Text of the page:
Why are Kentucky’s Western coal counties doing better than Appalachia?

This question was the topic of a nice article on the Hazard Herald's website today. Western Kentucky's coal counties have seen declines in their unemployment rates, while eastern Kentucky's unemployment rates have only been increasing. While there are several factors involved (including the fact that Illinois Basin coal is cheaper and in higher demand), one major reason is that Western Kentucky's counties have a more diversified economy. According to the article,

When comparing employment trends in the eastern and western parts of the state, in some of the western coal counties, the coal industry has not remained the largest private employer over the years. In Hopkins County in 2010, which are the latest figures available from the state, four other private employment sectors offered more jobs than mining, including manufacturing, retail and health care….

In Henderson County, where in 2009 just over 3.1 million tons of coal were produced (Leslie County produced about 3.6 million by comparison), that diversification began about two decades ago when the coal industry there suffered a bit of a downturn, noted Brad Schneider, president of the Henderson Chamber of Commerce.
 
“There was a concerted effort to pursue other types of businesses, especially industrial, and we had some success,” Schneider said.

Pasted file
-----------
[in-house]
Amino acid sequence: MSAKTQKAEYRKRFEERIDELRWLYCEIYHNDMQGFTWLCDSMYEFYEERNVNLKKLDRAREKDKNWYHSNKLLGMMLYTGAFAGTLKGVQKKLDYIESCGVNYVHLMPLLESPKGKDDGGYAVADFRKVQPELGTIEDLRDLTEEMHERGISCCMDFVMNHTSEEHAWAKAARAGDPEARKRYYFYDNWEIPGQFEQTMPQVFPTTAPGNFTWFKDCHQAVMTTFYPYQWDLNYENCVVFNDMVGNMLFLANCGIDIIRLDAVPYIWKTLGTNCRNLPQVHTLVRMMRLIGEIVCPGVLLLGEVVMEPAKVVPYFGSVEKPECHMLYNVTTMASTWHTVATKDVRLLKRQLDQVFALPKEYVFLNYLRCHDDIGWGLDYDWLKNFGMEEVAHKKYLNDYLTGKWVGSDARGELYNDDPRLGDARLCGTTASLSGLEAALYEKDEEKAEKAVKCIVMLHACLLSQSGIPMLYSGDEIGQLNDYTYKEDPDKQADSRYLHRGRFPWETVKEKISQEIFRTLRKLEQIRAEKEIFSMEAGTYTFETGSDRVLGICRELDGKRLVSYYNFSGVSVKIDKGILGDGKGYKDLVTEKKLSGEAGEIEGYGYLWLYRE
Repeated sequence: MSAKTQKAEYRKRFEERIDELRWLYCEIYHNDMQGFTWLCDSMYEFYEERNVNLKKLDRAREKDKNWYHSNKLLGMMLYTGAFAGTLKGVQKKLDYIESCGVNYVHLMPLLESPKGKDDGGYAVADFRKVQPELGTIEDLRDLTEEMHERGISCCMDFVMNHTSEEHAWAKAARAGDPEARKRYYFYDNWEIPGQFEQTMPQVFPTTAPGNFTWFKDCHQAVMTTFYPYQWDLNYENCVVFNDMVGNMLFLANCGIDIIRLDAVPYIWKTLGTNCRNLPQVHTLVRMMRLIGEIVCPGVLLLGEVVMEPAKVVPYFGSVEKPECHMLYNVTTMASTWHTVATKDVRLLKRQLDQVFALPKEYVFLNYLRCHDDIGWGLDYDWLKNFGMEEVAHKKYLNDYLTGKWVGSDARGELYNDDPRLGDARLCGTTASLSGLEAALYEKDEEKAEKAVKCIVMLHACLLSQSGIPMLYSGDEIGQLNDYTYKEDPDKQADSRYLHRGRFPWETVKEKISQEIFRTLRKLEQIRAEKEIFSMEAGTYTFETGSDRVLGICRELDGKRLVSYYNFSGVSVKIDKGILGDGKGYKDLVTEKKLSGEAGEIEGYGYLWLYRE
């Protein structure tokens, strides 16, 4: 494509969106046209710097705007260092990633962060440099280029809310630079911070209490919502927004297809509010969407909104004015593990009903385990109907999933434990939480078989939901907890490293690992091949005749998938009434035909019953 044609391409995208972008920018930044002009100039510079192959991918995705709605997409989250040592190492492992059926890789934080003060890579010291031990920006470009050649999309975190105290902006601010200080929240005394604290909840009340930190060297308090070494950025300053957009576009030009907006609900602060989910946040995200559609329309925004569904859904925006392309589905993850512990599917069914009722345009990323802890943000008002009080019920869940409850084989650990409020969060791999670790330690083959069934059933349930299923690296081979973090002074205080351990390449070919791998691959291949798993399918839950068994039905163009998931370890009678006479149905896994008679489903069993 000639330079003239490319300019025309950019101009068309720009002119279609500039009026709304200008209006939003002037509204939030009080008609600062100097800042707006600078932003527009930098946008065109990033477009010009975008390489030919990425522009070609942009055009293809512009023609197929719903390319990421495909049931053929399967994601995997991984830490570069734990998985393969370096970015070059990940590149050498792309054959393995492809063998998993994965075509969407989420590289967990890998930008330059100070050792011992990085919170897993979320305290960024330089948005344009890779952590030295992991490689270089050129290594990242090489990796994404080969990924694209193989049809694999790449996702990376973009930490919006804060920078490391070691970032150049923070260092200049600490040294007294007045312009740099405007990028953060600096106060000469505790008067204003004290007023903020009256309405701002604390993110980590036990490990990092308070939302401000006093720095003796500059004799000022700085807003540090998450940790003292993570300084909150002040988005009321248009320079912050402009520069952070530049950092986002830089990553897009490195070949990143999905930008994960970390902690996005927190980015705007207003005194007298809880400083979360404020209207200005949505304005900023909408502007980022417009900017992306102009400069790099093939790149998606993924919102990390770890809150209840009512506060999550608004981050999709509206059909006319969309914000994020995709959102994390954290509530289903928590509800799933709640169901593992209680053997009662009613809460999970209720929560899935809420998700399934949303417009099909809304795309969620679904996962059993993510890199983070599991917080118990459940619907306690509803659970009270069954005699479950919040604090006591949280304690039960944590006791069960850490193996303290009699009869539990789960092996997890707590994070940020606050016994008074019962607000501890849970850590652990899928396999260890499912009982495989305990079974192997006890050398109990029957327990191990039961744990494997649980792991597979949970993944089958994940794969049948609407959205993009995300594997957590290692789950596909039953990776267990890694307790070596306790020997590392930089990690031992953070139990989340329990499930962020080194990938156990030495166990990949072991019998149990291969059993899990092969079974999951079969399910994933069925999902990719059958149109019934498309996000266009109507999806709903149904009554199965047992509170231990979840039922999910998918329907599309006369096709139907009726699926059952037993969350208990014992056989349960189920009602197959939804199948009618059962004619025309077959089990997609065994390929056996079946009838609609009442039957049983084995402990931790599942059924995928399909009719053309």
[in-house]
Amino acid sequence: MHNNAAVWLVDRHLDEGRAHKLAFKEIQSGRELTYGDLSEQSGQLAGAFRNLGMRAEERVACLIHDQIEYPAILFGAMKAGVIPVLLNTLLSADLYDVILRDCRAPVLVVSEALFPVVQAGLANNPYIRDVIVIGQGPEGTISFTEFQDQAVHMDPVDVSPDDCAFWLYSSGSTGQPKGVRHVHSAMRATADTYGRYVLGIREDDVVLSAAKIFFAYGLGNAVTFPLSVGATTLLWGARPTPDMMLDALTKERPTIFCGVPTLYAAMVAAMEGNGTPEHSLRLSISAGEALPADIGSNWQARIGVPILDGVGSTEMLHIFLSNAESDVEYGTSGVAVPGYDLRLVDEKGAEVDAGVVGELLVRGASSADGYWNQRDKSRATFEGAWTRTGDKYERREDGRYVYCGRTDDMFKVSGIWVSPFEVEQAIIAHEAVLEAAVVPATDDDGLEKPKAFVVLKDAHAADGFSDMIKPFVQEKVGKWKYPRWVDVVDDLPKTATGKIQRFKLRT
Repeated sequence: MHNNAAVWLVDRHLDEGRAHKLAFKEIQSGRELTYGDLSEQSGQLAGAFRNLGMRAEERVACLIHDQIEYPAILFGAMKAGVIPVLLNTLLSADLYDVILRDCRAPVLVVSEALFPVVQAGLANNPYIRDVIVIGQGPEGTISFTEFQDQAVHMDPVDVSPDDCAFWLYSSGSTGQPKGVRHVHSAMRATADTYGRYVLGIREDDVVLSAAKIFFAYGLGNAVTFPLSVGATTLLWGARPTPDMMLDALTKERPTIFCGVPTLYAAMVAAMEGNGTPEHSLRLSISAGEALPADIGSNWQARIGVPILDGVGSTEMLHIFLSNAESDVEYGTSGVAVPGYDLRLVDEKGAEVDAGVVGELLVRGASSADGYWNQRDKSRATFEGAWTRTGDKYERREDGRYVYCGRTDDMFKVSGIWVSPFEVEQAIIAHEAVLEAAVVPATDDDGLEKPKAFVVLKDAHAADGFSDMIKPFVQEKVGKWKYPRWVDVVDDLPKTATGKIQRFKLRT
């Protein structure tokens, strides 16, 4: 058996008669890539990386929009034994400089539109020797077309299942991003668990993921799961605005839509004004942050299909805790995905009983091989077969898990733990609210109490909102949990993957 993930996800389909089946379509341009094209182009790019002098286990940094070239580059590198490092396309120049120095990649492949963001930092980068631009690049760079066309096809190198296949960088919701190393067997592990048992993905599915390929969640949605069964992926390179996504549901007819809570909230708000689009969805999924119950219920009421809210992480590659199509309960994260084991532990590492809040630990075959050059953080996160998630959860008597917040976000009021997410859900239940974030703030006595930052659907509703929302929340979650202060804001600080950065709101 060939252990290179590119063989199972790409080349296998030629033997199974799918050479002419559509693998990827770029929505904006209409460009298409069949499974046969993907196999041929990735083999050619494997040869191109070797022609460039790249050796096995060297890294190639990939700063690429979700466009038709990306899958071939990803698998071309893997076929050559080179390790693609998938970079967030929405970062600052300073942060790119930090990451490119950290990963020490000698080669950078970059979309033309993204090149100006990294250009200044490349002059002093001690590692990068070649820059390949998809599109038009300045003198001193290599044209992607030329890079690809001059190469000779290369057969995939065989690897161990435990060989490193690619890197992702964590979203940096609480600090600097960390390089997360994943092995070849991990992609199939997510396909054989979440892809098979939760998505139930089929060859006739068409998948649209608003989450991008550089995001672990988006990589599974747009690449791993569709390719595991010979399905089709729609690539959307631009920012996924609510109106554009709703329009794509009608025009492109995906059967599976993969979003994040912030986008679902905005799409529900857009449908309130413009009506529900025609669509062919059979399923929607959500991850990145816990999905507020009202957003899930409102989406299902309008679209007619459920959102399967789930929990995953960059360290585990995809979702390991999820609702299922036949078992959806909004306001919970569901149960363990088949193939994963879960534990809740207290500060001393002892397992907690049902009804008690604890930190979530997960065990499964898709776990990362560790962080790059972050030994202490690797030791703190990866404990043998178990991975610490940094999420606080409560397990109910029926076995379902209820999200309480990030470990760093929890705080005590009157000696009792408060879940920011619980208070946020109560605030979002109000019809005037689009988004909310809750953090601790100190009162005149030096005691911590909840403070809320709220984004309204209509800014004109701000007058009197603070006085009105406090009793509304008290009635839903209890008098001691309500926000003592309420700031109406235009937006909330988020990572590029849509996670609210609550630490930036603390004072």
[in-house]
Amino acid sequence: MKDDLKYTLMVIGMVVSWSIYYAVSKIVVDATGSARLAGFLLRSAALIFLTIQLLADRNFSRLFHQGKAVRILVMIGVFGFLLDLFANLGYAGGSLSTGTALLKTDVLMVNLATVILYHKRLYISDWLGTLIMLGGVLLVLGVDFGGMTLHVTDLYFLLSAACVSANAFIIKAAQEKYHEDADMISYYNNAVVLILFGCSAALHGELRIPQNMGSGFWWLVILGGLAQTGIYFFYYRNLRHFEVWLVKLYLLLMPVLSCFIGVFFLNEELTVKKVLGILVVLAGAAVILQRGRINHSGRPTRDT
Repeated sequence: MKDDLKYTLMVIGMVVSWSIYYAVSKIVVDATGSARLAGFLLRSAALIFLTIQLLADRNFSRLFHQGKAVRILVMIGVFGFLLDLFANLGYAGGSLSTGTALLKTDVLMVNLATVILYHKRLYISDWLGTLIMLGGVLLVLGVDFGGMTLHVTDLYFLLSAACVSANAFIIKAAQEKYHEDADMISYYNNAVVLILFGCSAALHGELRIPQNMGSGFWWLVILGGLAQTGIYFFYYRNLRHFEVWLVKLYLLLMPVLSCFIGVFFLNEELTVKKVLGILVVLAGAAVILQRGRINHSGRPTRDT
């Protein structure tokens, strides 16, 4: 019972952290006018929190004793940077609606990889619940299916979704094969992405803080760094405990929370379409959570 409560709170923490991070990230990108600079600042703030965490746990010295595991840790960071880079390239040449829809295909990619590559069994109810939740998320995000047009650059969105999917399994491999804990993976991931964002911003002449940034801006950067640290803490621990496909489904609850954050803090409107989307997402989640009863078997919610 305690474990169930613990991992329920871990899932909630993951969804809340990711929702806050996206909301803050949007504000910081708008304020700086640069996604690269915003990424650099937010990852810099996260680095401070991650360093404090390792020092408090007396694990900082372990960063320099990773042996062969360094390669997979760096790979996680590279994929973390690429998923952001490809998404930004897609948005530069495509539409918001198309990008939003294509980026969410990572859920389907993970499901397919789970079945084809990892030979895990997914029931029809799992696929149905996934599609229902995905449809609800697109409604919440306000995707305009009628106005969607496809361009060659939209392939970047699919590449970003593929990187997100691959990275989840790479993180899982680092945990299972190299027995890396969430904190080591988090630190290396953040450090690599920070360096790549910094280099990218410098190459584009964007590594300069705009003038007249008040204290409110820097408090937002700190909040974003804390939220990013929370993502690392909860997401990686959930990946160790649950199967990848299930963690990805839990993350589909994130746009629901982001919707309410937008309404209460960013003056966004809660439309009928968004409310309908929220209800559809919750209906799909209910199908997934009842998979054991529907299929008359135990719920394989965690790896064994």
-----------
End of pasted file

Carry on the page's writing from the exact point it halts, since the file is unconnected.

In other words, when Henderson County's coal  industry drooped, officials were proactive in diversifying their economy. Important lessons for Eastern Kentucky and other Central Applachian coal counties, but one that is being learned the hard way right now. The article also quotes MACED's own Jason Bailey about the importance of this conversation.
“It’s really important that we have a public conversation about the economic future of the region, particularly now given what’s going on with coal,” Bailey said. “There doesn’t seem to be that conversation happening.”
 
There is no silver bullet that will replace the hundreds of coal jobs lost in the past few months, Bailey continued, but there is an opportunity to develop different strategies that could help further diversify the local economy.
Health care, tourism and entrepreneurship are all called out as opportunities, but the strategies have to happen first. In this election season, will our politicians, candidates and leaders be willing to ask the hard questions and continue the conversation?